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'Fiscal cliff': Can a liberal senator sell entitlement reform to Democrats?

Sen. Dick Durbin, in a speech Tuesday, said progressives cannot stay on the sidelines of the 'fiscal cliff' debate and must be ready to make changes to treasured programs like Medicare.

By Staff writer / November 27, 2012

US Sen. Dick Durbin, D-Ill, addresses supporters of President Barack Obama at the Waukesha, Wis. office of Obama For America, in October.

Charles Auer/The Waukesha Freeman/AP

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Washington

Sen. Dick Durbin (D) of Illinois, one of Congress’s leading liberals, laid out the progressive case for getting on board with a grand bargain that restructures both American taxing and spending – including some of the left’s sacred entitlement programs – in a speech Tuesday at the liberal Center for American Progress in Washington.

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“Progressives cannot afford to stand on the sidelines in this fiscal cliff debate and to deny the obvious,” Senator Durbin said. “I think we need to be part of this conversation, which means we need to be open to some topics and some issues that are painful and hard for us to talk about.”

His speech comes at a time when liberal organizations, including labor unions and groups representing senior citizens, are running advertisements urging Democratic lawmakers not to make any cuts to entitlement programs, including Medicare and Social Security, in the context of avoiding the “fiscal cliff.”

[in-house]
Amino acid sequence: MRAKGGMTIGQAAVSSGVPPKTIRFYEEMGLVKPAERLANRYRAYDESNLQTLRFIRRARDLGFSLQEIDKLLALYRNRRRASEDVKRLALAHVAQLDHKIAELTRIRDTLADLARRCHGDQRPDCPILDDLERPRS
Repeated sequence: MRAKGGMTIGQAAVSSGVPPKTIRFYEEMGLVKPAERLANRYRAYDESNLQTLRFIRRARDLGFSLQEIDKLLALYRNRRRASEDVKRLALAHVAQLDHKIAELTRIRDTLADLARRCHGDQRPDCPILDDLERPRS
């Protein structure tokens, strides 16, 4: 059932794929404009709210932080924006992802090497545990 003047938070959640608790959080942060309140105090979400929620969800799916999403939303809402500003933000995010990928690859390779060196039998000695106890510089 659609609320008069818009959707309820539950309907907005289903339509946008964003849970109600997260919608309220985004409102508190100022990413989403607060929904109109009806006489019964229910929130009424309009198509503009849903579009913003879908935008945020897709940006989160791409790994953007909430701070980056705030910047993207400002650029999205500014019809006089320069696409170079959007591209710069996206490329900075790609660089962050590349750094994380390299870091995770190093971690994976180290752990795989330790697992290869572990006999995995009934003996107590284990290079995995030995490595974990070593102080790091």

The cliff, allowing the economy to endure some $600 billion in higher taxes and lower spending scheduled to hit beginning Jan. 1, would send the US economy back into a recession for the year, congressional budget analysts estimate.

Some Republican lawmakers have shown a willingness to consider the higher tax revenues that President Obama and Democrats seek – but only if paired with reforms to entitlement programs like Medicare, which already consumes a fifth of the federal budget.

Liberal groups have fought back, leaving progressives like Durbin in a strange spot. His tenure in the trenches negotiating an encompassing framework for cutting America’s debt and deficits in part through entitlement changes stretches back to the original presidential commission on debt in 2010 (whose output became known as the Simpson-Bowles plan) and on through the bipartisan “Gang of Six” senators who strove to hammer out a compromise plan right up to the November election.

On Tuesday, he argued that liberals risked having their views ignored if they hewed to promises to never touch entitlements or other government programs dear to Democrats.

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